I had an interview last week. Not for a job, but for a story in Franklin College’s alumni magazine, The Reporter.
The first question I was asked was, “What made you want to apply for the job in Kuji?”
Easy. I said that two years ago, I lived in Washington D.C. for a semester. (This was another opportunity that I’ve had through Franklin College.) I was there as an intern for Sen. Richard Lugar. It was a wonderful experience -- one that I blogged out every single day, in fact.
When I moved to Washington, I didn’t know anyone there (unless you count Lugar), and it felt like another culture to me. So even though I wasn’t studying abroad, it kind of felt like I was.
I knew after the semester in Washington that the next step for me would be to live in another country. I decided then that I wanted to live somewhere far away and totally different for a while after graduation.
But I didn’t know where until a few months ago. I was thinking more along the lines of working in Europe somewhere or doing service/mission work in Africa.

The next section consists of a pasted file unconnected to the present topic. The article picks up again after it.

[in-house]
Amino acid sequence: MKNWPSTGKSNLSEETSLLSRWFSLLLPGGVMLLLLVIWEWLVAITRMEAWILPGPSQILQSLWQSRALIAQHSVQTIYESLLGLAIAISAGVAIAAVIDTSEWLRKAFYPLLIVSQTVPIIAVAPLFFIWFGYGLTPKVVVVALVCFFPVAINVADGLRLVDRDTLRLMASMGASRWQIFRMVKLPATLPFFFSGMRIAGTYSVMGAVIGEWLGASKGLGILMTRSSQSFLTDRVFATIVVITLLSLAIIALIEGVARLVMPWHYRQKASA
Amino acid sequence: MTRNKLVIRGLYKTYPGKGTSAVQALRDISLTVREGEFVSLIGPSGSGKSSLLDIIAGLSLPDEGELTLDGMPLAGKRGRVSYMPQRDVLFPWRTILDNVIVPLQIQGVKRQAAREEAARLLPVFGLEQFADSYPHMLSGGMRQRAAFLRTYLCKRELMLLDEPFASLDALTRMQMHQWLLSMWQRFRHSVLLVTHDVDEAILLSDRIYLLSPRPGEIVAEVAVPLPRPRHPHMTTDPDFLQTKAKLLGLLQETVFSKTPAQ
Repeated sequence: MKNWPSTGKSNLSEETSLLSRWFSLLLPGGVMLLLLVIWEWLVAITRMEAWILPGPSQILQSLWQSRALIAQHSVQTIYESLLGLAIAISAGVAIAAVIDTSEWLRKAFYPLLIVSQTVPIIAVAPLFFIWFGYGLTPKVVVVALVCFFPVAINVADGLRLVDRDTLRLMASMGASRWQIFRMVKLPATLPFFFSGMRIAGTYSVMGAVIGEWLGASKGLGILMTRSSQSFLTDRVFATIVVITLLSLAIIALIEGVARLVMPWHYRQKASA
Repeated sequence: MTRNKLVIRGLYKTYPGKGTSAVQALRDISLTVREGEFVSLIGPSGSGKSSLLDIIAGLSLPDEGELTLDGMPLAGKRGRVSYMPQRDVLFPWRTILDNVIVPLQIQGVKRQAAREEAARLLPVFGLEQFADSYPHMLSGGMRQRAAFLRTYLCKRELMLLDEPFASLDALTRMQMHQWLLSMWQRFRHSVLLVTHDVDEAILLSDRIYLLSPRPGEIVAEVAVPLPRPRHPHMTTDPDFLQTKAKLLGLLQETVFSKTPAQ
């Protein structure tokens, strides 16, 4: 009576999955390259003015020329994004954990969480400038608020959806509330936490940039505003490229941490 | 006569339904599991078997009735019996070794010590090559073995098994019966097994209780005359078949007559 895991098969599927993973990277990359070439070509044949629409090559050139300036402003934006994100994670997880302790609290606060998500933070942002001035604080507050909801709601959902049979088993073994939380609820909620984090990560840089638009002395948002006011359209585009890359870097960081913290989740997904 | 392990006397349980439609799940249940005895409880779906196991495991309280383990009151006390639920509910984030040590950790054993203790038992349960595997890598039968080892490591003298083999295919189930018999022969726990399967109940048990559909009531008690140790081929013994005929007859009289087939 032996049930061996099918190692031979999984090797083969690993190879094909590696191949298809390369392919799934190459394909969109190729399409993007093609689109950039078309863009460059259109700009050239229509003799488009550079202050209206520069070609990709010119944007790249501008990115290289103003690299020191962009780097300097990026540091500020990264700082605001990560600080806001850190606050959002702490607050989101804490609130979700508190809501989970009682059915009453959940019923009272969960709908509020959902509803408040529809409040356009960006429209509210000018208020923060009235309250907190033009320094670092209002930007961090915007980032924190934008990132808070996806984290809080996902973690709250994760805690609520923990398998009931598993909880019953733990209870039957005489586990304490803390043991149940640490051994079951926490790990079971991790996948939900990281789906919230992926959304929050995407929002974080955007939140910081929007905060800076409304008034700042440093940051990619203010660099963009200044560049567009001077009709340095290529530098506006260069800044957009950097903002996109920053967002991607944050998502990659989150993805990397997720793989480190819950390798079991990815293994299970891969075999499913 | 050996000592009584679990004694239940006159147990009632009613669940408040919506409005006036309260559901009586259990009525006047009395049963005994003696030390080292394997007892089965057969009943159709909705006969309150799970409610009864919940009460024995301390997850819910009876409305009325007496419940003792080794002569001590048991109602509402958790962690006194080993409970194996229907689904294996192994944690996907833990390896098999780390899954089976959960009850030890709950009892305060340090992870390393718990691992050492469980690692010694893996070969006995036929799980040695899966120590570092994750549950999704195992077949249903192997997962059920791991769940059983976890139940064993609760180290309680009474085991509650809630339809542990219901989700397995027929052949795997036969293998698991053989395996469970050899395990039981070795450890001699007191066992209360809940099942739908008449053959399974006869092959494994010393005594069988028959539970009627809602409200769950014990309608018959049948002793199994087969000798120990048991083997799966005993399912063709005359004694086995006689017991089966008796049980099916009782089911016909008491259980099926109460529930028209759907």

Last fall, I received an e-mail. It said “Attention seniors” and then went on to explain that FC sends two graduates every other year to work in Kuji, Japan. I had never heard of Kuji until then, did not know that Franklin had a sister city until then, and certainly had never thought about living in Japan -- or Asia, for that matter -- until then. People sometimes ask me, "Why live in Japan?" My answer is, "Why not!?"
Maybe I’ll live in Europe or Africa (or both!) after I live in Kuji. I’ve told people that I’d like to use my “twenties” to do things like this. I’ve been exploring other options like the Peace Corps and mission experiences like the World Race. I could also see doing public relations work for a nonprofit organization at some point in the future.
One of my friends recently said it best: “Dana, you just want to help people.” That’s true. My ultimate goal is to live like Jesus Christ did – loving others and helping them selflessly.
I’m not exactly sure what the future holds, or where I’ll be living besides Japan, but I do know that I want to live near my parents when I have children someday. Until then, I’m going to take advantage of being young and single and do things that I won’t be able to do once I have my own family.
(I’m not ending with “sayonara for now” anymore because I’ve been told that the Japanese rarely say that, so I won’t either!)